BigDaddy

Oxnard, CA

#13 Mar 27, 2013
B) Protocol I, Art. 51:“The civilian population…shall not be the object of attack. Acts or threats of violence the primary purpose of which is to spread terror among the civilian population are prohibited.” Art. 57:(parties shall)“do everything feasible to verify that the objectives to be attacked are neither civilians nor civilian objects…an attack shall be cancelled or suspended if it becomes apparent that the objective is not a military one…”

“Here's a interesting thought..”

Since: May 12

Vallejo

#14 Mar 27, 2013
BD, unless you were there STFU.
uts

Vallejo, CA

#15 Mar 27, 2013
Casper the internet ghost wrote:
BD, unless you were there STFU.
Are you a combat Vet?
anon

Vallejo, CA

#16 Mar 27, 2013
BigDaddy wrote:
anon???????
9000 deaths?
The U.S. avg from all causes is about 6500 deaths per day (2.4 mil per year)

But I feel you dude. Using the Iraq logic there was no reason for the U.S. to join Britain in WWII. Hitler wasn't a threat to us. We should of just nuked Japan and been done with our retribution?

Not our problem that Saddam was politically executing 125 civilians a day for each of his 8,000+ days in power.

And don't get me started on Viet Nam! We were just trying to keep a country from falling to unprovoked communist aggression. What the hell were we thinking? Trying to help out a country that was outmanned and out gunned? Stupid on our part.

I am with you......the next time some 3rd world country (or major country like the U.K.) needs help ..... f**k em!
BigDaddy

Oxnard, CA

#17 Mar 27, 2013
The war in Iraq was launched March 20, 2003, in Baghdad and unexpectedly stretched on for 106 months, just short of nine years. During that time, 1,111,610 Americans served there for a total of 2,337,197 deployments, with some serving two or more times.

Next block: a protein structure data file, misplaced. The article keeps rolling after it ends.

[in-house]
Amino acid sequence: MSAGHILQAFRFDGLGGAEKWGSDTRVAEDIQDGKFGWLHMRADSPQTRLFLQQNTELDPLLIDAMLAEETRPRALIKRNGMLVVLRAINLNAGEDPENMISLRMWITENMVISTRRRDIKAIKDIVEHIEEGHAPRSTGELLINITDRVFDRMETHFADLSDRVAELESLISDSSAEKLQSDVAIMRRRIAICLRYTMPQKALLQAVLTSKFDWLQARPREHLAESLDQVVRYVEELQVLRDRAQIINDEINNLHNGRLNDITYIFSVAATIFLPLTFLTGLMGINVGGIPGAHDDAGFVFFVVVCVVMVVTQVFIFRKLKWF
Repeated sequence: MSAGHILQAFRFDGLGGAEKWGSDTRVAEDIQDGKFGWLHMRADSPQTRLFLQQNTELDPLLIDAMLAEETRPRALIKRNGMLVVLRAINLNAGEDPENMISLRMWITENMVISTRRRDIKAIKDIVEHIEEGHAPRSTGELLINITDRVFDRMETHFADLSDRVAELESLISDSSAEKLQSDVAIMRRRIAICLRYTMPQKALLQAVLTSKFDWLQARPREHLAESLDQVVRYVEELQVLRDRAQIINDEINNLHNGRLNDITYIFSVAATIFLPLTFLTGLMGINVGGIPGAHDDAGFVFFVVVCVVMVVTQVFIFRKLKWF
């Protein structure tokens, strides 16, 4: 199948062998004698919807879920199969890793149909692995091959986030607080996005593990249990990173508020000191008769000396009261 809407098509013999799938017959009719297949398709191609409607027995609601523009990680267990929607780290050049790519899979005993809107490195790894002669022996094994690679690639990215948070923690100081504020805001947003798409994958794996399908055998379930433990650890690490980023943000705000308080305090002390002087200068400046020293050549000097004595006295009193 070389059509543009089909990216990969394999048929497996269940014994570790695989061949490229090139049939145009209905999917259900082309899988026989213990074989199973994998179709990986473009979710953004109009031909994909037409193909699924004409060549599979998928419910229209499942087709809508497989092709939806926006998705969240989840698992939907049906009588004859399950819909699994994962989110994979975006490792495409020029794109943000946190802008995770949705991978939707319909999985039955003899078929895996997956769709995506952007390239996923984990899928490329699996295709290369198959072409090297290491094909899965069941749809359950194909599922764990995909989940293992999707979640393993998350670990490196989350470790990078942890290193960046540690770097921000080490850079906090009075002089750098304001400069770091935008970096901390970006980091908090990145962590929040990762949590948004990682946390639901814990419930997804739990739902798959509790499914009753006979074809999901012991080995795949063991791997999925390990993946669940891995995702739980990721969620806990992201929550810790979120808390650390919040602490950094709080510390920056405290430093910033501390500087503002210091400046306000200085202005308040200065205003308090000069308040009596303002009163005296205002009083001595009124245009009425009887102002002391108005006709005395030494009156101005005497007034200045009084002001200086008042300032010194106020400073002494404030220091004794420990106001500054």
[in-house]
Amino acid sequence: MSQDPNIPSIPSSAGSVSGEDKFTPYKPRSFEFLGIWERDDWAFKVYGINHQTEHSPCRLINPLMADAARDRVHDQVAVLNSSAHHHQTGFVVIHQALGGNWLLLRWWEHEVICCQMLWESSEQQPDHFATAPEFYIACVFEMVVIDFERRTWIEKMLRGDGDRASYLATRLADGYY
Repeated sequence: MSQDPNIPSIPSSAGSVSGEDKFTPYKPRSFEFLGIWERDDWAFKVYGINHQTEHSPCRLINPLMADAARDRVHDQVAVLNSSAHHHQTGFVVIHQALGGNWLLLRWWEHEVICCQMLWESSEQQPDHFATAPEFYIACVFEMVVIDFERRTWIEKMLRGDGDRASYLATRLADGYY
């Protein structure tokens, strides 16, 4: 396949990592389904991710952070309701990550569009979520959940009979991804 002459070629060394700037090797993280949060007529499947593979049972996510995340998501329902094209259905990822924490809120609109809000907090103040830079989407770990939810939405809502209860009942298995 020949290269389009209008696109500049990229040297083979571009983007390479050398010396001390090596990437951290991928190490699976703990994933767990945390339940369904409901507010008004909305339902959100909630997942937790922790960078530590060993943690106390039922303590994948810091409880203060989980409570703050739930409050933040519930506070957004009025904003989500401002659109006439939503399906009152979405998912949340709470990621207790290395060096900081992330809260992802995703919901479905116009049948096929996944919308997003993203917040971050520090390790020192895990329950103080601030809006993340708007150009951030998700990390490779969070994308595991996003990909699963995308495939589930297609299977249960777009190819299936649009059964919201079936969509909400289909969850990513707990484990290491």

Four thousand, four hundred and eighty-eight of them came home in flag-draped coffins, including 110 women, according to Defense Department data. Thirty-two thousand, two hundred and twenty-one were brought home with serious combat wounds ranging from concussions to multiple limb amputations. Two hundred and thirty-five took their own lives while deployed.

In Iraq, 115,376 Iraq civilians were killed between 2003 and 2011 as sectarian fighting intensified, according to the Brookings Institution's Iraq Index, while the number of internally displaced Iraqi civilians rose from 400,000 in 2003 to 2.7 million by 2010.
BigDaddy

Oxnard, CA

#18 Mar 27, 2013
Casper the internet ghost wrote:
BD, unless you were there STFU.
The Iraq war will ultimately cost US taxpayers at least $2.2 trillion. Because the Iraq war appropriations were funded by borrowing, cumulative interest through 2053 could amount to more than $3.9 trillion.
BigDaddy

Oxnard, CA

#19 Mar 27, 2013
More than 70 percent of those who died of direct war violence in Iraq have been civilians – an estimated 134,000. This number does not account for indirect deaths due to increased vulnerability to disease or injury as a result of war-degraded conditions. That number is estimated to be several times higher
BigDaddy

Oxnard, CA

#20 Mar 27, 2013
Regarding the elusive WMD, Bush administration national security adviser Stephen Hadley told NPR over the weekend: "Republicans thought [Hussein] had them, Democrats thought he had them, the Clinton administration thought he had them, the Bush administration thought he had them.”

"We were all wrong,” he says.